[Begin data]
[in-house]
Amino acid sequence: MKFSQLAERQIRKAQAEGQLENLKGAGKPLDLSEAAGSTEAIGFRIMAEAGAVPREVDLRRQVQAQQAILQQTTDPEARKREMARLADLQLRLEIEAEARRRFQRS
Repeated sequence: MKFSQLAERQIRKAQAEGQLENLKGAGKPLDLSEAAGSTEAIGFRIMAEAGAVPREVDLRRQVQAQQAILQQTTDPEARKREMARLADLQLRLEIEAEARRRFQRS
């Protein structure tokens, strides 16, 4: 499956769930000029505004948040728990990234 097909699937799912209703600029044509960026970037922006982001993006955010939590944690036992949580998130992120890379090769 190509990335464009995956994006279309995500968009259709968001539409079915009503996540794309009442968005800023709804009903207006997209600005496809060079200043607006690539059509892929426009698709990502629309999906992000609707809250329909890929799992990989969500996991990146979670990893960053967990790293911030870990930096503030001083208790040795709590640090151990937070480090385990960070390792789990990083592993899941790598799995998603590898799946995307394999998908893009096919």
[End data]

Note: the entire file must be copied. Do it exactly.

[in-house]
Amino acid sequence: MKFSQLAERQIRKAQAEGQLENLKGAGKPLDLSEAAGSTEAIGFRIMAEAGAVPREVDLRRQVQAQQAILQQTTDPEARKREMARLADLQLRLEIEAEARRRFQRS
Repeated sequence: MKFSQLAERQIRKAQAEGQLENLKGAGKPLDLSEAAGSTEAIGFRIMAEAGAVPREVDLRRQVQAQQAILQQTTDPEARKREMARLADLQLRLEIEAEARRRFQRS
């Protein structure tokens, strides 16, 4: 499956769930000029505004948040728990990234 097909699937799912209703600029044509960026970037922006982001993006955010939590944690036992949580998130992120890379090769 190509990335464009995956994006279309995500968009259709968001539409079915009503996540794309009442968005800023709804009903207006997209600005496809060079200043607006690539059509892929426009698709990502629309999906992000609707809250329909890929799992990989969500996991990146979670990893960053967990790293911030870990930096503030001083208790040795709590640090151990937070480090385990960070390792789990990083592993899941790598799995998603590898799946995307394999998908893009096919």